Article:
Undiscovered Territory

The postmodern reconceptualization of space posits that “our experience of time and space in the late twentieth century has changed…fundamentally.” Hui refers to the work of postmodern geographers who view the newly compressed world as a series of networks more than as a spatial territory. “For the first time in history we have the godlike perspective that humanity has always imagined” (i.e., viewing the earth from the air). But, Hui argues, “it turns out that we have nevertheless come no further in terms of knowing ourselves.” In The Rings of Saturn, Hui sees a postmodern global network (all of “the local and global histories that he encounters on his pilgrimage in Suffolk.”) that is overlaid with a “project that is local and remains stubbornly so.” By remaining fixated on Suffolk, Sebald can tell a more cosmological story that rejects “the dilettantism of tourism.”

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I’ve recently been reading a number of early modern English chorographies (e.g. “A Perambulation of Kent” by Peter Lambarde and “A Survey of London” by John Speed). The parallels with Sebald’s work are fascinating. Chorography was the branch of early modern geography that concerned itself with local history – the history of particular places and the people, particularly the families, that had shaped them. It was a constant concern of chorographers such as Lambarde to distinguish chorography from chronology. They insisted that they were writing chiefly about topography, and only secondarily about the history of these places.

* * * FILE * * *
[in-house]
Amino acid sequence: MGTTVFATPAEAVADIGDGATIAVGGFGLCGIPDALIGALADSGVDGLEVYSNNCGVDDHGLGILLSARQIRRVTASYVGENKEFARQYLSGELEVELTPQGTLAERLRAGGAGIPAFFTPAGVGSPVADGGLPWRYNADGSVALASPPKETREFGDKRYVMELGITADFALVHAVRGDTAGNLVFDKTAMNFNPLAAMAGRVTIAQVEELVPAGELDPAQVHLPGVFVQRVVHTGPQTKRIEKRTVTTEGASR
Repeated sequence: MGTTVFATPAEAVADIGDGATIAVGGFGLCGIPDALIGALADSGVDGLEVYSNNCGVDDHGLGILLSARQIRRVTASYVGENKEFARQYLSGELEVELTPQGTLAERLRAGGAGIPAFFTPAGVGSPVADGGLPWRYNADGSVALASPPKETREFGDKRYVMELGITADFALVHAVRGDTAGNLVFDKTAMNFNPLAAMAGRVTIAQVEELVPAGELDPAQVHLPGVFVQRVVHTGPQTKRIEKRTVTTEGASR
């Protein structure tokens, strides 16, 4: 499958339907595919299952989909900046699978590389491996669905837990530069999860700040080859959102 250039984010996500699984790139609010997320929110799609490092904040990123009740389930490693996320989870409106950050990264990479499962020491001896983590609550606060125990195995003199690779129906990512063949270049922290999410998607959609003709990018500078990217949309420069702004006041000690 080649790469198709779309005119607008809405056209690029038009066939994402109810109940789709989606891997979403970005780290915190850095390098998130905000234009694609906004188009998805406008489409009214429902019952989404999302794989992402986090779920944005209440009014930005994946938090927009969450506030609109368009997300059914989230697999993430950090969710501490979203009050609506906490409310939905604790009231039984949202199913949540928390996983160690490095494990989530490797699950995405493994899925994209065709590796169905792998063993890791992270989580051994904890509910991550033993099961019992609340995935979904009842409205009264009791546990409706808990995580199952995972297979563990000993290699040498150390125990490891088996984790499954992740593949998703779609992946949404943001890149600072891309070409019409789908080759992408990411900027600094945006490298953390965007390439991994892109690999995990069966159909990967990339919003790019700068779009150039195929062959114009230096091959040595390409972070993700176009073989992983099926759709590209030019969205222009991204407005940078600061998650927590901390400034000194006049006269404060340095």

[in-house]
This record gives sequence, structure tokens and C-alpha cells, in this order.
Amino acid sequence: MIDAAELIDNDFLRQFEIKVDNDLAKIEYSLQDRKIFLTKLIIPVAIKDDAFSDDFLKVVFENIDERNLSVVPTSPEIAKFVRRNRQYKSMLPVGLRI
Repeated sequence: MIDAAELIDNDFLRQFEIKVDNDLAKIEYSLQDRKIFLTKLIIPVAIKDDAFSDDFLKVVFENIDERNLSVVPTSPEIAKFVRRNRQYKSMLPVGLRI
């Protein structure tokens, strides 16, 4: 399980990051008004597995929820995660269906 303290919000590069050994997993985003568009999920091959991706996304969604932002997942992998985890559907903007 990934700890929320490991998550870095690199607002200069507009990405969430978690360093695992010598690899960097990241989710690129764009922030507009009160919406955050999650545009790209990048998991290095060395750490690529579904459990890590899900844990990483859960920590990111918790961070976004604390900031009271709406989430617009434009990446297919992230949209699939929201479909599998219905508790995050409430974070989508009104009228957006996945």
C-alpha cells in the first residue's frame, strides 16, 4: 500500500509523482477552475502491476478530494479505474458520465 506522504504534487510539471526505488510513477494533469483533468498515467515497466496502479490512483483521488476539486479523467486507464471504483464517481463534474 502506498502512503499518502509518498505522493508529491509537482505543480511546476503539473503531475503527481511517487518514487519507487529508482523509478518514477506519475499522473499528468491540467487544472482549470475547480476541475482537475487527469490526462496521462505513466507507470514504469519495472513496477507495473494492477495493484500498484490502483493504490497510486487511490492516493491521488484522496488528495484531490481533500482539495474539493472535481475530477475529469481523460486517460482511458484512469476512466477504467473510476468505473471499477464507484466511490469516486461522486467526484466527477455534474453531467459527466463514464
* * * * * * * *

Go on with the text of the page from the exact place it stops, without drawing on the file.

I don’t know whether Sebald knew this tradition (which as far as I can tell was supplanted by natural historical accounts of places, such as Jefferson’s Notes on the State of Virginia), but I wouldn’t be surprised if he did. He brings the tradition up to date by demonstrating – brilliantly – that in the modern world, local histories have to be about the entire world. The early chorographers contented themselves with speculations about the mythological ancestors of particular British peoples (e.g. by claiming that refugees from Troy first populated certain counties); Sebald makes historical connections that have the quality of myth, precisely because they are so unexpected. When I read his books, as when I read the chorographies, I find myself constantly thinking “is that really true?” The difference is that, with Sebald, it nearly always is.

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